The greenhouse would be semi-insulated, where possible, but look like most other greenhouses. In-ground tubing or water lines would be installed on construction and allow for the ground to be temperature controlled year-round lending to optimal soil conditions for growing. The utilized waste heat might not allow for complete year-round growing of vegetables but might significantly increase the viability and sustainability of it for the majority of the year.
Compost will be another key element in this circular model. As mentioned waste products, be it bread, plant clippings, wood ash or spent grains will all be used to produce nutrient-rich compost that will go directly back into use on the property for vegetable growing.
The majority of the property not taken up by the bakery, nursery, greenhouse and compost program would be managed as above-ground, growing rows divided into sections for crops that can be grown outside in the summer – root vegetables, potatoes, leafy greens, and so on.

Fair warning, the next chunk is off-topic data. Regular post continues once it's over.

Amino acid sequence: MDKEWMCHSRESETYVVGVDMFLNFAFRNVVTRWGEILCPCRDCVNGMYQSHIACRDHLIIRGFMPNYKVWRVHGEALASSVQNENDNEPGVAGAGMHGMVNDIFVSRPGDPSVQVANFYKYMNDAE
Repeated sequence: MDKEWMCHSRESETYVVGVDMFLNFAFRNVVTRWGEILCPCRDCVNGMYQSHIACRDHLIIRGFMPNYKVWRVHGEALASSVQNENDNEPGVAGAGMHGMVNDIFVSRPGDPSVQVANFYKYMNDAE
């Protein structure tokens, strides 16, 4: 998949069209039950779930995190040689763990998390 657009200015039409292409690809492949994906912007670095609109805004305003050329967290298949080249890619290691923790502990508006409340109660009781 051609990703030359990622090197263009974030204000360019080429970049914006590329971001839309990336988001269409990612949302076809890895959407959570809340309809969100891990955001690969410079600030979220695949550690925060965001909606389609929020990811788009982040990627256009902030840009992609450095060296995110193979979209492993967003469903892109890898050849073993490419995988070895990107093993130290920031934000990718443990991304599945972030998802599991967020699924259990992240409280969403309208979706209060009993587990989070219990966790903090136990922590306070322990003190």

This is again a vision and not everything will come to fruition all at one or at all. We hope to share more in our online Journal.
This vision is nothing without a community of support, and with that Marie and Kyle are setting out to invite the community to partake in their journey towards food security in the North.
Through educational activities, hands-on experiences, tours, and even food-share programs, Marie and Kyle hope to empower the community to take a closer look at where their food comes from and how it can be produced.
At the same time, the two hope to implement a Direct Giving model where a percentage of bread, vegetables and products produced will be given to those who might need an extra helping hand.